This tropical plant is from Asia and Africa.. The gorgeous twining vines are very tall, so they need to be trellised or caged, which has the bonus of keeping the leaves clean. One technique is to plant them on the pea trellises and let them take over as the peas finish. There is a green-leaved Malabar spinach with red stems, but the red is exceptionally beautiful, so I recommend that one. This crop also does well in partial shade.
The crinkled heart-shaped leaves look like spinach, although more crisp, glossy, and slightly succulent. They have a flavor similar to beet greens. They stay mild and maintain healthy growth all summer. Bees love the blossoms.
Sow in late spring, when it’s warm enough for beans. Germination is slow – even at their preferred temperature of 70-80°F (21-27°C) the seeds can take 10-14 days. Soaking the seed in warm water before sowing may help. You could start them indoors and transplant at 3-6 weeks old, or older, as much as 8” (20 cm) tall. Plant or thin to at least 6” (15 cm) apart and, to promote a more branched plant, pinch out the central shoot after the second set of leaves.
The plants need 60-90 days to maturity, and then will produce an abundance of moderately small leaves all summer, until cut down by the slightest frost. Harvest individual leaves as needed, or cut the vine tips to use as cooking greens. (Young leaves can be added to salad mixes.) Lop the vines when they are as tall as you want to deal with – they will regrow even if severely cut back.
The taste is slightly seaweedy (it’s also known as “land kelp”), and the texture is somewhat mucilaginous in the way that okra is. It can be eaten raw if you like the chewy texture. It is excellent for stir-fries or for thickening summer soups and stews. William Woys Weaver reports that it cooks beautifully in a microwave, but on a hot day eat the refreshing leaves raw. The leaves store for up to two weeks in the refrigerator.
This crop is pest-free, but watch out for the staining properties of the black berries (good for dying fabric). Malabar spinach does self-sow, but this is only likely to be a problem for those in tropical climates
Yes, okra leaves are edible. See Chris Smith’s amazing book The Whole Okra
Egyptian Spinach, Corchorus olitorius (Jute, related to okra)
Aka Melo Khiya, Molokheiya, Molokhia and similar attempts to render the Arabic name in our alphabet. This Arabic summer cooking green grows well in Virginia, North Carolina, Florida, Texas and everywhere with hot summers.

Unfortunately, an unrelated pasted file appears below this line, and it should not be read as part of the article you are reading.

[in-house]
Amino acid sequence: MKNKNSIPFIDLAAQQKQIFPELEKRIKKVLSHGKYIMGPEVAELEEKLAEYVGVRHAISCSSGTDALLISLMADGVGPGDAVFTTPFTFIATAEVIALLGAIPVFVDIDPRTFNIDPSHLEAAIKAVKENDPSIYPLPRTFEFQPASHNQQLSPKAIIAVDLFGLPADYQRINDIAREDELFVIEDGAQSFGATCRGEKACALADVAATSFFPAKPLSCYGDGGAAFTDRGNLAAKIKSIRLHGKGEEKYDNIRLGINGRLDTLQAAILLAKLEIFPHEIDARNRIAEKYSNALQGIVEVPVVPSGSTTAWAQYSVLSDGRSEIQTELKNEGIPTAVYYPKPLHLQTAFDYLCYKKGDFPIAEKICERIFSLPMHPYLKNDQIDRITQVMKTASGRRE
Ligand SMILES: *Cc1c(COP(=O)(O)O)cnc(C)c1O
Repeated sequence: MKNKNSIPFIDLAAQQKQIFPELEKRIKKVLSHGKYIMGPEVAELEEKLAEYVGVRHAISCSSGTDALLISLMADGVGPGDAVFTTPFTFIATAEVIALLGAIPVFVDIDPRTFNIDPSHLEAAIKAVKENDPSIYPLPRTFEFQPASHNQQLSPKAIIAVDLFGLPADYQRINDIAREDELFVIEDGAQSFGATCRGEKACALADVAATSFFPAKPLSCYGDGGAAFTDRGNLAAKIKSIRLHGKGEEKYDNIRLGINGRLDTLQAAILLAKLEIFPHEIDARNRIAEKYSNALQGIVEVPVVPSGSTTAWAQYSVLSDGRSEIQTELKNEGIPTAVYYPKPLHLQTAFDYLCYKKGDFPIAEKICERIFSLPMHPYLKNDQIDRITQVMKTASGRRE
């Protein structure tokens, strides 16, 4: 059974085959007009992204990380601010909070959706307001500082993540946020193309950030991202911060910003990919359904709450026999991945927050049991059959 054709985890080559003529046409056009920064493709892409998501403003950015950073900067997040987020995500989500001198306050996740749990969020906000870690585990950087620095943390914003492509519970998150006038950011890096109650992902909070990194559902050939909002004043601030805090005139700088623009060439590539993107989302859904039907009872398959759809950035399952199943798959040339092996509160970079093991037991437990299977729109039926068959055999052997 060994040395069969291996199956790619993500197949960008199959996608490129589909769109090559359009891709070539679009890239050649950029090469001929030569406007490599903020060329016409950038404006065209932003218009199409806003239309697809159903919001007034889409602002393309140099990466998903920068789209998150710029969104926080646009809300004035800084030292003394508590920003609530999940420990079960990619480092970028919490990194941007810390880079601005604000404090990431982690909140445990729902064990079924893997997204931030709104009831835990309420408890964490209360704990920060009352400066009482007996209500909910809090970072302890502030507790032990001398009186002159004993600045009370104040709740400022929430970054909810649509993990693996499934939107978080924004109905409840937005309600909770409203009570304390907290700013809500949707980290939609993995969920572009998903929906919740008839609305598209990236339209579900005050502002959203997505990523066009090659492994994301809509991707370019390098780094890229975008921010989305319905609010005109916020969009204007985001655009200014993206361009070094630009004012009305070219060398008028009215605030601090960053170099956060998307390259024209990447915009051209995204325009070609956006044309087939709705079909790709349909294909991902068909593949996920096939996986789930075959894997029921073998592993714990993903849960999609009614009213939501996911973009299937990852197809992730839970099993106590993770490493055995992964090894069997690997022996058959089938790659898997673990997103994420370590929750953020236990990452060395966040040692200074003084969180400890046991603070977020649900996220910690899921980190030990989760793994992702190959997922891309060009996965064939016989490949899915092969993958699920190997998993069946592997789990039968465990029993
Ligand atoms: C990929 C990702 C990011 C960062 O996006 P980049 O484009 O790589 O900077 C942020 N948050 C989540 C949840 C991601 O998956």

This versatile, continuous-harvest vegetable can survive both dry and wet conditions in warm or hot weather. GrowerJim has good details.
Only the small leaves are cooked and eaten. The dried leaves can be used to thicken soups or for tea. It’s not a vegetable to be eaten alone in big cooked heaps – it’s just too mucilaginous.
Jute fiber is extracted from the mature plants, suggesting a) don’t try to eat over-mature plants, and b) paper-making and various fiber arts could be in your future.
Depending on your climate and preferences, you can direct sow fairly heavily and thin, or start seeds in flats and transplant 12″ (30 cm) apart in all directions. Plant after danger of frost is past and the soil is warming steadily. Egyptian Spinach likes full sun, warm to hot weather and steady moisture – mulch will help keep the soil moist.
It takes 70 days to maturity, then holds well in the field, providing several cuttings. If you prefer to harvest the whole plant, succession-sow for future supplies. Continue to give compost or nutrients throughout the season, to encourage tender new growth.
It grows 2’-3′ (60-90 cm) tall or more, and then bears yellow flowers if you don’t keep it clipped back. The flowers are followed by seed pods which are edible and tasty when young, with more flavor than the leaves.
Manihot (aibika, Sunset hibiscus, also related to okra) Abelmoschus manihot – (L.)Medik.
It is a hardy perennial in US zones 8-11. Green Harvest has growing information. Plants for a Future also. Seeds are sold by Monticello as an ornamental, but Floral Encounters say: “However the importance of this plant is that it is one of the world’s most nutritious leafy vegetables because of its high protein content.”
Squash leaves and shoots, Cucurbita spp.
If your squash are being too rambunctious, or you are thinning a row a bit late and have sizeable plants, consider a harvest of vine tips and leaves. Or grow some just for this purpose, if you need a quick-growing summer green with novelty appeal. Stir-fry or gently braise – good with eggs for breakfast, says Ira Wallace at Southern Exposure Seed Exchange.
Blackeye peas and other crowder peas:
The tips and leaves are edible. Garden Betty writes about many of these less usual greens, from a salad perspective, in Summer-Lovin’ Salad Greens